Approximately $400 more than ADAM Audio’s comparably sized, budget-priced F-Series model, the F7, the A7X is one of the best all-around reference-grade powered studio monitors I’ve discovered on the market, at any price. At $749 street each, the A7X is firmly within the mid-level, powered two-way landscape, yet offers a uniquely detailed performance thanks to several key features: ADAM’s XART proprietary folded ribbon tweeter technology (approximating the size of a comparable 2-inch dome tweeter found in most standard studio monitors, yet providing up to a reported 50 kHz frequency response); the robust carbon fiber, Rohacell, and glass fiber 7-inch woofer reaching down to 42 Hz; dual 2-inch front ports; and a dual-powered design, featuring a 50W continuous Class A/B amp for highs and efficient 100 W continuous Class D amp for lows.
Unlike the F-Series, which is assembled in China, the AX-Series is designed and built in Berlin, Germany. The enclosure’s high quality standards are both physically and aurally obvious as premium pots, switches and I/O are first class and the sound would surely please audiophiles and recording engineers alike. Among those are the super-handy front panel on/off switch with accompanying green LED and input sensitivity knob (infinity to +14 dB, notched in the middle at 0 dB of gain).
Thoughtful high- and low-shelf EQs reside on the A7X’s back panel (actually, on the entire AX Series except for the smallest model, the A3X)—high shelf is at 5 kHz, low is at 300 Hz, both +/- 6 dB adjustable. Adjacent to the EQ is a tweeter level adjustment (+/- 4 dB). Balanced XLR and unbalanced RCA inputs are provided. As such, the A7X proves to be reasonably flexible for a variety of production environments.
Sitting atop Primacoustic’s Recoil Stabilizers and paired with ADAM’s truly awesome (and nearly deserving of a separate review) Sub10 Mk2 ($1,499 street)—a compact 200 W continuous powered subwoofer packed with features—this A7X monitoring rig was consistently musical to my ears, yet seemed to fully reveal all qualities of individual sources within most every mix I played back during my review period. Most importantly, my AX’ed mixes translated to secondary playback systems (my car, headphones, other musicians’ home systems) like no other I’ve used within recent memory. Perhaps I’m better than I used to be; perhaps the ADAM AX-Series is better than other studio monitors I’ve used. Perhaps both are correct.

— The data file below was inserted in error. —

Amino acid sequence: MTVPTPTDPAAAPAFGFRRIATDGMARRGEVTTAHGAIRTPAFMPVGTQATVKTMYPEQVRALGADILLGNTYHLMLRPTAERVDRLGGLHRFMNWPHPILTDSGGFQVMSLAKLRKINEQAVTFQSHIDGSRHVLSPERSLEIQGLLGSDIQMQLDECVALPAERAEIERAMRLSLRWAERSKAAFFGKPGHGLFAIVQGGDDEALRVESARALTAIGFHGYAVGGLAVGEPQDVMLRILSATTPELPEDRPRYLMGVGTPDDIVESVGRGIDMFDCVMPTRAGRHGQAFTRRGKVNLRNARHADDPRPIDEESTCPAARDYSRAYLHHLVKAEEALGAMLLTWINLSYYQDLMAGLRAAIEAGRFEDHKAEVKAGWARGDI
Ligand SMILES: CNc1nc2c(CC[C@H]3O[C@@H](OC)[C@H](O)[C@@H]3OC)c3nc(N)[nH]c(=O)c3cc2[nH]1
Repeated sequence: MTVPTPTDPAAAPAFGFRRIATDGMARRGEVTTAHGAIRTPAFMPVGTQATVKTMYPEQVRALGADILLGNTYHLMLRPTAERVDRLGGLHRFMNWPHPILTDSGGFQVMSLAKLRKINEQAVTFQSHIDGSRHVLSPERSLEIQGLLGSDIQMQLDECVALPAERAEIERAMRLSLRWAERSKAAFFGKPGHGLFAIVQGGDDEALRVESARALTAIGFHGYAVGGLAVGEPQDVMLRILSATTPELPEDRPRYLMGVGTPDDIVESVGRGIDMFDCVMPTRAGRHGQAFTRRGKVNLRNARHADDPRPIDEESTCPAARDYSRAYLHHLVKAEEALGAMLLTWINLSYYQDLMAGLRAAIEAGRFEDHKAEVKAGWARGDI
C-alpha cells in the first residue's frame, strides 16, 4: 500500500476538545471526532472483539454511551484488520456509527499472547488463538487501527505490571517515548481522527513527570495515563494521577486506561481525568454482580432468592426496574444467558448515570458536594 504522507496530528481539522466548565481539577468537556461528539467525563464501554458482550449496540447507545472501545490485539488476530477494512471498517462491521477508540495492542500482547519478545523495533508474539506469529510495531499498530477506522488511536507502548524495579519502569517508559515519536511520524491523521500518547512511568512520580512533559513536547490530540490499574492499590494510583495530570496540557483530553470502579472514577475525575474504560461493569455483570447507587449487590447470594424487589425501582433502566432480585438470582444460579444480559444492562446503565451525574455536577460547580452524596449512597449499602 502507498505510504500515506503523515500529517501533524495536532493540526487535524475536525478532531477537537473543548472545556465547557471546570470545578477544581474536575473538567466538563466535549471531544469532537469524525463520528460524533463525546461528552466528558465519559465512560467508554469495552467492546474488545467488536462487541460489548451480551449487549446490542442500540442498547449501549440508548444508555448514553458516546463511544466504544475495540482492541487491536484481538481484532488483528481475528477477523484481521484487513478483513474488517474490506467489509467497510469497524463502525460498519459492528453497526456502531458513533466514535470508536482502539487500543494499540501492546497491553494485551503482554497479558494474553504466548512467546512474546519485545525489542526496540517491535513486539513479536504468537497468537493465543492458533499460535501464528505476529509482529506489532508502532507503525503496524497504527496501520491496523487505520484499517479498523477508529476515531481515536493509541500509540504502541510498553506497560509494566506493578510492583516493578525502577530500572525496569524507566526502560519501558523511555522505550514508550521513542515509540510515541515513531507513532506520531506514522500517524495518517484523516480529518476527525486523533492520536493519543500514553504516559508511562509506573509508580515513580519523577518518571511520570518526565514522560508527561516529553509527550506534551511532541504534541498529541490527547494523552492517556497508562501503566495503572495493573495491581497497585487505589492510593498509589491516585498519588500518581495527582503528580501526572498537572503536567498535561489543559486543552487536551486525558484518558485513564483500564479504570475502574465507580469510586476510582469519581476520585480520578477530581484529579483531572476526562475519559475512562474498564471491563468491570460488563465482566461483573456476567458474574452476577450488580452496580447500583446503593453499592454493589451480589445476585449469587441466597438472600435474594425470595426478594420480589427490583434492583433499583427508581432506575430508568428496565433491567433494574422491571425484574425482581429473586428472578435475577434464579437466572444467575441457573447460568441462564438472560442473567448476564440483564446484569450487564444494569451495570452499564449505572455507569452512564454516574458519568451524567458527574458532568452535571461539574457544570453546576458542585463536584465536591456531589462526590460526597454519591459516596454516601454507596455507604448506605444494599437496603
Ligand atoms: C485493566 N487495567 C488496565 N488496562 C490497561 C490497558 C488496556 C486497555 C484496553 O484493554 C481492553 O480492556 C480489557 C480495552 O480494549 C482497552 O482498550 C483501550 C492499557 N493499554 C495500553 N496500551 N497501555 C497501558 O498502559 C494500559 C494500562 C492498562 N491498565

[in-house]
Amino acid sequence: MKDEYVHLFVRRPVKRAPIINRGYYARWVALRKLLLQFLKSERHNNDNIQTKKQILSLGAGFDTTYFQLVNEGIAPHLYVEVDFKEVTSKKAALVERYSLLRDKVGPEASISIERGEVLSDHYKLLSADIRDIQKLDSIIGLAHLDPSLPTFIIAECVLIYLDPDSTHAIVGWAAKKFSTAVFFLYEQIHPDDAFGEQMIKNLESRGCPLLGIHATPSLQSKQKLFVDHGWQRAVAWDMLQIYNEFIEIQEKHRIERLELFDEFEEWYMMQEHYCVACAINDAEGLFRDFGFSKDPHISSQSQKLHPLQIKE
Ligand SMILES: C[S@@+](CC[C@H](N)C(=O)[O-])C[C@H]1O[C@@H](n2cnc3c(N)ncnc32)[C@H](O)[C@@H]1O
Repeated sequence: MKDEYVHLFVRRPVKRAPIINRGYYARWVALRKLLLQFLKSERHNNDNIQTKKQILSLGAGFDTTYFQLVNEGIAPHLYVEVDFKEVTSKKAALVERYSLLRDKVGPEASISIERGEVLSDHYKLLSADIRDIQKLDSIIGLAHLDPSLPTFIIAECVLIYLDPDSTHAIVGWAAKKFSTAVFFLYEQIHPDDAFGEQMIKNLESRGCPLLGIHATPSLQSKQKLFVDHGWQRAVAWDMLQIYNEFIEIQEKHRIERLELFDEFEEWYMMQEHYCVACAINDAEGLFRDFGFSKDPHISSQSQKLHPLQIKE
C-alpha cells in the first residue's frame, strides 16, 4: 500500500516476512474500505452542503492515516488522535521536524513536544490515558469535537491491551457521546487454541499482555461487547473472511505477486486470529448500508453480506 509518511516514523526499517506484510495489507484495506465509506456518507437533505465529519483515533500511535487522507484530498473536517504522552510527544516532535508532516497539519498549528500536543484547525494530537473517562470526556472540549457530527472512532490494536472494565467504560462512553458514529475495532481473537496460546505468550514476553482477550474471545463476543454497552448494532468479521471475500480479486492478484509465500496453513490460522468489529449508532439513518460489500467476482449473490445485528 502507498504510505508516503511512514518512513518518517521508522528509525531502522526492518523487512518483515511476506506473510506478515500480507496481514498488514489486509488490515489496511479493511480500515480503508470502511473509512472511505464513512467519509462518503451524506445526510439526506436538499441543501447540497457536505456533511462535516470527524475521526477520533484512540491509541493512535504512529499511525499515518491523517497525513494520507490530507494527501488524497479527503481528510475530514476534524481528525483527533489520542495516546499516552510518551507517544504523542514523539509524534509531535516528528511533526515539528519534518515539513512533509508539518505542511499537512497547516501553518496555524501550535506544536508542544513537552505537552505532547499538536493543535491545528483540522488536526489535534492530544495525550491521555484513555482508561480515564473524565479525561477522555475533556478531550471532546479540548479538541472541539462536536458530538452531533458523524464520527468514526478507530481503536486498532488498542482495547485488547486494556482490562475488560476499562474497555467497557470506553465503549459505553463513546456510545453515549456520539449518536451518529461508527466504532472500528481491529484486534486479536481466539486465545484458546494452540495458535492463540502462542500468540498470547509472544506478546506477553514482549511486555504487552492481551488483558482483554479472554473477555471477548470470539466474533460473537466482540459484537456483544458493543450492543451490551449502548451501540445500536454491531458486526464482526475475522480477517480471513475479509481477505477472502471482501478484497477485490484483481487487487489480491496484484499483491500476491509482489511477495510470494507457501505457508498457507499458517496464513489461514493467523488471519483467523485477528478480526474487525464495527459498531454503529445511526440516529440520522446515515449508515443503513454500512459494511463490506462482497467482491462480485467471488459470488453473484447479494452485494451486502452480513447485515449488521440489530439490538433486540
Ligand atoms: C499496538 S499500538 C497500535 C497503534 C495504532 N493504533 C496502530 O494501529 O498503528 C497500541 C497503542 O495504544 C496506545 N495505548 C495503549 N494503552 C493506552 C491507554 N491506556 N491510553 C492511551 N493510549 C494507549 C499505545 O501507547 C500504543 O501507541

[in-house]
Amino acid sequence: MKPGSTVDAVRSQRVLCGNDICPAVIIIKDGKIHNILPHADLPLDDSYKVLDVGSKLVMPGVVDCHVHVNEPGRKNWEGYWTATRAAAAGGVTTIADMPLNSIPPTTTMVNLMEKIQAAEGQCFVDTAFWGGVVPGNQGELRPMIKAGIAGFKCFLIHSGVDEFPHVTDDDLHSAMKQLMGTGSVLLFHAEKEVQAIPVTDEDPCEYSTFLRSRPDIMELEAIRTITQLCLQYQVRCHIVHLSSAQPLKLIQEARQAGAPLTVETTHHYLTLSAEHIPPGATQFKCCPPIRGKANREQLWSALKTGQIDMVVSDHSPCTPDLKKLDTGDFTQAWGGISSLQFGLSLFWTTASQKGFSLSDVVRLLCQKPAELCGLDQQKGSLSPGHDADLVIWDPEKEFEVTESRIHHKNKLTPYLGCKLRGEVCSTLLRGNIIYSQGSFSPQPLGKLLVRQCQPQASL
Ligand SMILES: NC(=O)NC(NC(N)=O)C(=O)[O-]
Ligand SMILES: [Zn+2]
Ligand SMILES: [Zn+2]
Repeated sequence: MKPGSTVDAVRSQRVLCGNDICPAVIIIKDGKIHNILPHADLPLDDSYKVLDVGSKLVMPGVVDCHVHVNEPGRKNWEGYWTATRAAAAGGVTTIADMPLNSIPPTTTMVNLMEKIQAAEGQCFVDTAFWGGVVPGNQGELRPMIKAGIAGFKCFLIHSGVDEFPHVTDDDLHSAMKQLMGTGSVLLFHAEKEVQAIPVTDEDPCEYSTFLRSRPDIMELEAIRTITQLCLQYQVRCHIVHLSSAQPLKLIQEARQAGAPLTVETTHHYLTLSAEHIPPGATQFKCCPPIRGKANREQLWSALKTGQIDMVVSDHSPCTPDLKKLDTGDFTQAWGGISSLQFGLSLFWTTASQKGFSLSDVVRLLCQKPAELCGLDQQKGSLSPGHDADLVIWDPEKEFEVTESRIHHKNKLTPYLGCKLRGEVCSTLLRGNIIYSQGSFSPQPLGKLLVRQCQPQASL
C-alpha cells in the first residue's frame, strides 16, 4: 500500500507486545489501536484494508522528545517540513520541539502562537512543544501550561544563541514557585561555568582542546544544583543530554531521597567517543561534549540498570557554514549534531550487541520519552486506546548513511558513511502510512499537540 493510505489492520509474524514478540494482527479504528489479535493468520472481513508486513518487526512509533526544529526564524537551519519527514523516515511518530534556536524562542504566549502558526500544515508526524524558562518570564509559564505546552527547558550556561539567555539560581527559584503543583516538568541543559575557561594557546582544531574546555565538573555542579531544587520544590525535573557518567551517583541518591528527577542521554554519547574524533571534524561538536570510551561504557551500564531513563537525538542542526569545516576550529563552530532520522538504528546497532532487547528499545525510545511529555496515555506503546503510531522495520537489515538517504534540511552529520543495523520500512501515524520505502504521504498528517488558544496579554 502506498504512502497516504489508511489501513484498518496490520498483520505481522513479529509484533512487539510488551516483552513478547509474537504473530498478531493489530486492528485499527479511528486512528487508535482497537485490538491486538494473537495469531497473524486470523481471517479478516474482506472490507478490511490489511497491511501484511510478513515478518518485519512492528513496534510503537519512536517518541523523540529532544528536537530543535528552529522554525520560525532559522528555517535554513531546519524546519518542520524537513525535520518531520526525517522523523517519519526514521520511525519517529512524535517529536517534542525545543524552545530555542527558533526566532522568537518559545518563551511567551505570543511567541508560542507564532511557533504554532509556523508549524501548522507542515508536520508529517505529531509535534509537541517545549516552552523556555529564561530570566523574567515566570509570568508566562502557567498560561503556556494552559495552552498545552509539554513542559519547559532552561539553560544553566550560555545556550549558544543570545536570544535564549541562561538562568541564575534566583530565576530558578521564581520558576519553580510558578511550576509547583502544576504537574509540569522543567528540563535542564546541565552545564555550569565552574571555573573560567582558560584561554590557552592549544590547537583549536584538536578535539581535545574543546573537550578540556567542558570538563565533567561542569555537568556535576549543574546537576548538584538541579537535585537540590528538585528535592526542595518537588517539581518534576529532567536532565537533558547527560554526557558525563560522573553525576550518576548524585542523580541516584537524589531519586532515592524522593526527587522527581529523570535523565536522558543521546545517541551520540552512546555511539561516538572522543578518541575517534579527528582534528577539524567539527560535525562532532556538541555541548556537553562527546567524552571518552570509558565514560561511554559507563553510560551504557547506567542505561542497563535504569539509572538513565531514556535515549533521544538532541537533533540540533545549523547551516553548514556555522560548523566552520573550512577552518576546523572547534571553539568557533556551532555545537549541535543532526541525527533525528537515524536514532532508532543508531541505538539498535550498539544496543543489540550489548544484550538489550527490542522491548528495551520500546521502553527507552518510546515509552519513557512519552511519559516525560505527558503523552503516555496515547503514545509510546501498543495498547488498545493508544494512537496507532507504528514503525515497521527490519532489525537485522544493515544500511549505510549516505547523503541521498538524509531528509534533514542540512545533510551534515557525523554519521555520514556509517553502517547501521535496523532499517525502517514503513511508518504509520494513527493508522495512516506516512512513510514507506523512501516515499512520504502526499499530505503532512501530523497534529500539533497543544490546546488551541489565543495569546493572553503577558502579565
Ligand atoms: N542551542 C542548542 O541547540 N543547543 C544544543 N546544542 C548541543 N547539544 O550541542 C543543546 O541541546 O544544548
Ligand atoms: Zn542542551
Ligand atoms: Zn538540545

To me, buying studio monitors just isn’t as sexy as microphones, outboard and mixers; it’s really hard for me to get that excited about black boxes that, at best, add absolutely nothing to the sonic equation. That said, my most favorite listening experiences ever—countless playbacks at Masterfonics’ The Tracking Room, for one example—were definitely sexy. Not only did I enjoy revisiting my most played reference material during this review period, those I worked with on various recording projects (mostly) loved hearing the playbacks of precisely what was captured in the recording process.
Spending nearly $3k for this particular AXSeries rig (including the Sub10 Mk2) may make you wince, as it did me, but I’d challenge you to find a better-performing system for the money or even a better way to immediately improve the quality of your output.